By David Henderson
I often get the impression from various people’s comments on my posts that they think that when I write words to the effect that “Person X didn’t do this bad thing,” “Person Y did this bad thing,” “Person Z did this good thing,” or “Person A didn’t do this good thing,” I’m making an overall judgment about the person.
If you think that, then you don’t know me.
I’m a truth seeker. So when someone makes a statement that I think is true, and others are saying it’s false, or makes a statement that I think is false, and others think it’s true, then, if I comment, it will be to point that out.
My doing so has nothing to do with my overall evolution of the person who makes the statement.
I’ll take two examples from recent history.
The first is the deposition of Bill Clinton by the Ken Starr legal team. I’m one of the few people I know who watched every second of that long deposition. One of Bill Clinton’s famous lines during the deposition, a line that led to endless ridicule, was “It depends on what the meaning of the word ‘is’ is.” I was one of the few people around me who never made fun of him for that. It made complete sense and, although YouTube didn’t exist then, so it wasn’t easy to find the testimony, it does exist now, and all you have to do, if you want to know the truth, is watch a 3-minute video.
Does that mean I’m a fan of Bill Clinton? No. But I’m not a fan of falsehoods and false interpretations.
Here’s another example. Many readers will remember the “Mission Accomplished” banner on the aircraft carrier USS Abraham Lincoln when George W. Bush landed on that carrier. In the months following, when the situation in Iraq got really ugly, many people criticized and often ridiculed Bush for his too-early celebration of the mission. But that wasn’t what the banner was about. How do I know? One of my star students at the Naval Postgraduate School had been a junior officer on the carrier at the time. In the ward room one day, they discussed how to respond to a request from the White House. The White House people had said that they wanted a banner and they would provide the banner, but they wanted input from the ship’s officers. So the officers in the ward room decided on “Mission Accomplished.” It had almost nothing to do with the Iraq war. It had to do with the fact that the carrier had finished a 10-month deployment, which, according to Wikipedia, “was the longest deployment of a carrier since the Vietnam War.”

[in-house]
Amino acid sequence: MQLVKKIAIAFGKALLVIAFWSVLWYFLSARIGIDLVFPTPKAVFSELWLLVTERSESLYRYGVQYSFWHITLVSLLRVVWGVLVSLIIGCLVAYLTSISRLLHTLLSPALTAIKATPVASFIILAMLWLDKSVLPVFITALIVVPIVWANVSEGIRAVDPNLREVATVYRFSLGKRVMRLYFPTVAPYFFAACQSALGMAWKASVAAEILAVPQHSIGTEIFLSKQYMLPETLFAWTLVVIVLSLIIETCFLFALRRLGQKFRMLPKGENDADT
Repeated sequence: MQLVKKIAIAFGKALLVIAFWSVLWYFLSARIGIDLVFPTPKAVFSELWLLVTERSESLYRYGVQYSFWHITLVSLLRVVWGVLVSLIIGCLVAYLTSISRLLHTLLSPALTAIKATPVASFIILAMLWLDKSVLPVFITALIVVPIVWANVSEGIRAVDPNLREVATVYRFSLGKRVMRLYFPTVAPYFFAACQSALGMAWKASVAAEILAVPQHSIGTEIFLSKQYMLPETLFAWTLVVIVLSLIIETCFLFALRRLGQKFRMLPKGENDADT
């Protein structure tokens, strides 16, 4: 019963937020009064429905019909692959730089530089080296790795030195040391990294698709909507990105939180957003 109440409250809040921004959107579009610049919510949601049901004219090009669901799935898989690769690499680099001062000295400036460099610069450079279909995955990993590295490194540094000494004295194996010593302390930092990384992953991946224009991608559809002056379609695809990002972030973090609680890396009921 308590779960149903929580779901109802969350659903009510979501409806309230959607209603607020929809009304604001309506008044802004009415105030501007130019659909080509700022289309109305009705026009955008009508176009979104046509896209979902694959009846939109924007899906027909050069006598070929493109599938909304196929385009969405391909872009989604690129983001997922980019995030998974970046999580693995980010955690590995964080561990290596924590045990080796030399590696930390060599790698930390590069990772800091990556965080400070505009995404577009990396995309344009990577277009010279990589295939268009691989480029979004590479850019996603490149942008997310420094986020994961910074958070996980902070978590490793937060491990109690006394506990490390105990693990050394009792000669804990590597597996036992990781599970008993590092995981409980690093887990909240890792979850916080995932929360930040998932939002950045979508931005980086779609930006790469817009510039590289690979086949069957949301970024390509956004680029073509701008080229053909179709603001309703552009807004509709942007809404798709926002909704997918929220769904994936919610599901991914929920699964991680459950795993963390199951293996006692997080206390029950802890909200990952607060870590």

When I point that out to fellow critics of that ugly war, most of them don’t want to hear it. That would be alright if they stopped using that banner as ammo for their attacks on Bush. But they typically don’t.
You might say that in the grand scheme of things, these things don’t matter. Maybe, but they seem to matter to the people who do the ridiculing. So if it matters to make a false statement, it matters to correct it.
The bad thinking that I’m going after here consists of first deciding, maybe on perfectly good grounds, one’s position on an issue (“Bill Clinton is a liar,” “George W. Bush messed up big time by invading Iraq and killing thousands of innocent people”) and then looking carelessly for evidence that the person who did the bad thing was even worse than one might have thought.
There are also ways to mess up in thinking on the other side. So, for example, one could think a policy is good and then look for evidence that the person proposing or carrying out the policy has done something else good
Thus the title of this post: Deltas. I was a math major and I still use the word “delta” in daily conversation to mean “change.” Someone makes a statement that he claims is factual. It’s a delta in information. Is the delta true or false? If they think it’s true, and they bothered making it, it must matter to them. Which is why I pursue the search for truth: If it matters, I want to know whether it’s true or false.